The Order touches on some other aspects of empire, dipping into some of the same social themes as Bioshock Infinite, but with a more enlightened outlook. There’s not much moral relativism here, even if there are two different scenes where an enemy tells us we’re not so different. The body count is absurdly high—it’s amazing how little regard this Order has for the sanctity of life—but this isn’t exactly a game that’s all that interested in introspection. It’s greatest concern is the squareness of a man’s jaw and how seriously he takes his word.

It also fails to rise above one big common misstep. If you’re going to have sympathetic persons of color fighting against oppression, perhaps you should let those characters actually fight for themselves? Also it never directly addresses any of the real world problems with empire, basically replacing everything with monsters. It’s sensitive enough to tacitly criticize imperialism and the white man’s burden, but not confident enough to make that a central pillar of its story.

It could also use some more levity, or really, any at all. It’s too haughty and self-serious, with only a stereotypically libidinous Frenchman offering any comic relief. You’ll think being an almost immortal superhero is the worst thing in the world, instead of being one of the hundreds of working class joes getting their mugs shot off by almost immortal superheroes.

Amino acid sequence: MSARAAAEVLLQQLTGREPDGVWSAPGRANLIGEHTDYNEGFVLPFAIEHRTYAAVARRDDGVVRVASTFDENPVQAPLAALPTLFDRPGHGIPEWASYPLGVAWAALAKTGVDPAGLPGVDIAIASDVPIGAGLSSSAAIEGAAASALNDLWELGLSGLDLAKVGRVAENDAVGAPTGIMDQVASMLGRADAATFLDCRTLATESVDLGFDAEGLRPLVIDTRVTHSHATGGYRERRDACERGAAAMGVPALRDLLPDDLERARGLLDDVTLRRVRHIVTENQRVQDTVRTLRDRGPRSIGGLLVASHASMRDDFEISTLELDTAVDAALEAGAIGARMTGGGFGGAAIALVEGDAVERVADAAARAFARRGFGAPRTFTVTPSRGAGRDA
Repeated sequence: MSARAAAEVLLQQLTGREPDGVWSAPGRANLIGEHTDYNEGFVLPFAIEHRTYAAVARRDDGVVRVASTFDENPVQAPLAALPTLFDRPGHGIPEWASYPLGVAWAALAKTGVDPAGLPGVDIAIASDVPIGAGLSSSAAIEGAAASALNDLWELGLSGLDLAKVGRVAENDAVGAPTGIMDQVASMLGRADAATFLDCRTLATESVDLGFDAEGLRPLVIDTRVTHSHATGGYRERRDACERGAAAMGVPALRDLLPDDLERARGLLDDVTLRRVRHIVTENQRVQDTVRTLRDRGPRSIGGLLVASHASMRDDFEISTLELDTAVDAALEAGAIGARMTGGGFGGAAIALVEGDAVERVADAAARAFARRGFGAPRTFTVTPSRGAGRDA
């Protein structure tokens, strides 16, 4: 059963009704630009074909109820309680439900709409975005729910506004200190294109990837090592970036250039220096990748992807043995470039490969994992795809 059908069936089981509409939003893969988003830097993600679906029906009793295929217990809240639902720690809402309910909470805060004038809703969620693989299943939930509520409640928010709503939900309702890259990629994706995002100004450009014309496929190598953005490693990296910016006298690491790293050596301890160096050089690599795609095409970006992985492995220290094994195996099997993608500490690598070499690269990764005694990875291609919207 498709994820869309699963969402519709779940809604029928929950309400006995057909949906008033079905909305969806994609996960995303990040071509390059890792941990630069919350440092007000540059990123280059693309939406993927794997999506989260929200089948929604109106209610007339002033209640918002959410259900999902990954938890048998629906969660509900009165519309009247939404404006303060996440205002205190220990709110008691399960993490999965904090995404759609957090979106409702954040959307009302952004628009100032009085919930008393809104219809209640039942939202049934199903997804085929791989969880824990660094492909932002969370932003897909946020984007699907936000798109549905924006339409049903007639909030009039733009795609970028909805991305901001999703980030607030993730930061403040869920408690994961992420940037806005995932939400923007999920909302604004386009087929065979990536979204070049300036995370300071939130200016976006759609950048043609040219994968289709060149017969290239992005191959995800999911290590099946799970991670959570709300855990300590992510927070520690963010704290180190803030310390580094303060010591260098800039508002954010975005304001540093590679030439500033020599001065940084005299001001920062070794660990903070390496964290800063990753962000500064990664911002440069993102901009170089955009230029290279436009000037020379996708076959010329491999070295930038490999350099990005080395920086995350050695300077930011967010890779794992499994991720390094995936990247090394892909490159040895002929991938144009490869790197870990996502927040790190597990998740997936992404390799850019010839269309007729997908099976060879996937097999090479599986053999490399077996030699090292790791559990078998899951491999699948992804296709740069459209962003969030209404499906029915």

As beautiful as the environments can be, they’re not particularly well-designed from a play perspective. There’s one shooting gallery moment early on that feels straight from the late 1990s, with almost endless streams of enemies pouring out into a bland rectangular corridor as I and my AI-controlled partner (no multiplayer here) tediously mowed them down. Fanciful weapons are introduced in a few of these levels in the game’s first half, usually in missions custom-suited for their particular abilities, but there’s never any reason to use them again. It often feels like playing the game was a lower priority to Ready at Dawn than watching it.

Perhaps The Order: 1886 would feel less scattershot if it didn’t exist under the pressure of introducing its world to the audience. If the game’s story was restrained just a bit, perhaps focusing just on the Victorian Era Arthurian aspect, it might have been strong enough to make us overlook the merely adequate action. This is a game and a concept that could benefit from a sequel. And if we’re lucky, it’d give us an even deeper look at this gorgeous yet squalid Dickensian London.

The Order: 1886 was developed by Ready at Dawn and SCE Santa Monica and published by Sony. It is available for the Playstation 4.

Garrett Martin edits Paste’s games and comedy sections. Follow him on Twitter @grmartin.